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Food for thought

Debunking Market Myths

By | Food for thought

The world keeps changing, politics and social movements emerge, the stock markets fluctuate and a lot of our preconceived notions continue to be challenged. However, some things don’t seem to change, including myths about the markets and investing. Let’s take a look at some of the ones that still exist.

It’s true that it’s usually considered wise to diversify investments. However, it’s generally a myth that stocks rise when bonds fall, and vice versa. The reality is that, overall, both stocks and bonds increase in value over the long haul, and there are periods when they both rise and fall at the same time.1

Should this type of knowledge change the way we build a portfolio? Not at all. When you work with an experienced financial advisor, you’ll find that he or she is more concerned with the direction you are moving in, not the stock market. An asset allocation strategy and a portfolio of financial products should be designed to support an investor’s individual goals, not chase market returns. If you’re looking for advice on how to construct a portfolio to reflect your goals, risk tolerance and investment timeline, please give us a call. That’s what we do.

Another commonly accepted phenomenon is the way we define a bull or bear market — we base it on a percentage of rise or fall in performance. However, at least one market analyst believes that valuation of markets isn’t the critical factor for a bull or bear market, but rather the direction in which earnings ratios are moving.

Another common myth relates to politics. While politicians often take credit for rising stock markets, their actual impact is more often seen on individual stocks, such as when a president targets an industry for reform or support.3 Ultimately, it’s important for investors to stay focused on their own financial goals, not on how markets will react to election outcomes — because those responses are usually short-lived.4

There’s also the market cliché, “Sell in May and go away.” While markets do tend to slow down during the summer season (since 1950, the market has posted a mean return of 1.4 percent from May through October, compared to 7 percent for November to April), pursuing this strategy is a form of market timing.5 Another way to look at low-price periods is as an opportunity to buy low and wait for the possible rising tide.

And finally, the myth that men are better investors than women is just that — a myth. In fact, a new study from Fidelity reveals that women not only save more than men, but their investments earn (slightly) more on an annual basis.6

 

Content prepared by Kara Stefan Communications.

 

1 Ben Carlson. Bloomberg. Sept. 28, 2017. “Some Market Myths Hurt Investors.” https://www.bloomberg.com/view/articles/2017-09-28/some-market-myths-hurt-investors. Accessed Dec 29, 2017.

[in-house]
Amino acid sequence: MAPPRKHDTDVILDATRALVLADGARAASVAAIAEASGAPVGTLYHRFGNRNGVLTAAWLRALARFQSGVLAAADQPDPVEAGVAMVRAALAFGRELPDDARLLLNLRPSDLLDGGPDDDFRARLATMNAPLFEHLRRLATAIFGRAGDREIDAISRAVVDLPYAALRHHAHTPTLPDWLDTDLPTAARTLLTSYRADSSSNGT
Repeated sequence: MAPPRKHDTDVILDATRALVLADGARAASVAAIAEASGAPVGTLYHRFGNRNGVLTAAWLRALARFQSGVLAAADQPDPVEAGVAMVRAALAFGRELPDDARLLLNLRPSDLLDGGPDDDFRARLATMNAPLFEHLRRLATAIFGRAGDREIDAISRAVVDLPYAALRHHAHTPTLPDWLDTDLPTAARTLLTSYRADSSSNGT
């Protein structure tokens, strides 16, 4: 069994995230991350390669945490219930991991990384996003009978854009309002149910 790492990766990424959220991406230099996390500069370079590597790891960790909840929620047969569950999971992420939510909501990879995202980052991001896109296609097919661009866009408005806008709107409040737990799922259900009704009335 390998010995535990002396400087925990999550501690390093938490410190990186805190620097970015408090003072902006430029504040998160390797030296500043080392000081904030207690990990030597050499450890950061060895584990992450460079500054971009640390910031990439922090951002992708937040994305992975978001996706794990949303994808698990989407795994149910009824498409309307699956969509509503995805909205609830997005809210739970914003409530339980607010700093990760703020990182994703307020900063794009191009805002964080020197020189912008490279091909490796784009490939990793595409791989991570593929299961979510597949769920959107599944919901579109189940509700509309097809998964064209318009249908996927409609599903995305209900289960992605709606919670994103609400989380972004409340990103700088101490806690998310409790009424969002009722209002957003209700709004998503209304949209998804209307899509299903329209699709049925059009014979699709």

2 Barry Ritholtz. Bloomberg. Aug. 14, 2017. “How to Spot a Bull or Bear Market.” https://www.bloomberg.com/view/articles/2017-08-14/how-to-spot-a-bull-or-bear-market. Accessed Dec. 29, 2017.

3 Ryan McQueeney. Nasdaq. July 21, 2016. “Here’s How Presidents and Elections Affect the Stock Market.” http://www.nasdaq.com/article/heres-how-presidents-and-elections-affect-the-stock-market-cm652950. Accessed Dec 29, 2017.

4 Ben Carlson. Bloomberg. Sept. 7, 2017. “Markets Don’t Care Who the President Is.” https://www.bloomberg.com/view/articles/2017-09-07/markets-don-t-care-who-the-president-is. Accessed Dec 29, 2017.

5 Michael Brush. MarketWatch. May 12, 2017. “Opinion: Believing these 5 stock market myths will cost you money.” https://www.marketwatch.com/story/believing-these-5-stock-market-myths-will-cost-you-money-2017-05-12?siteid=rss&rss=1. Accessed Dec 29, 2017.

6 Chris Taylor. Reuters. June 7, 2017. “Why women are better investors: study.” https://www.reuters.com/article/us-money-investing-women/why-women-are-better-investors-study-idUSKBN18Y2D7. Accessed Dec 29, 2017.

 

We are an independent firm helping individuals create retirement strategies using a variety of insurance and investment products to custom suit their needs and objectives. This material is intended to provide general information to help you understand basic financial planning strategies and should not be construed as financial advice. All investments are subject to risk including the potential loss of principal. No investment strategy can guarantee a profit or protect against loss in periods of declining values. 

The information contained in this material is believed to be reliable, but accuracy and completeness cannot be guaranteed; it is not intended to be used as the sole basis for financial decisions. If you are unable to access any of the news articles and sources through the links provided in this text, please contact us to request a copy of the desired reference.

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Green Innovation and Investors

By | Food for thought

President Trump may have announced his intention to drop the U.S. from the Paris Agreement last June,1 but that didn’t stop commerce from pressing on with “green” innovation. Drawing from lessons learned from the emerging renewable energy industry, many global corporations have found there is money to be made by saving the world from pollutants.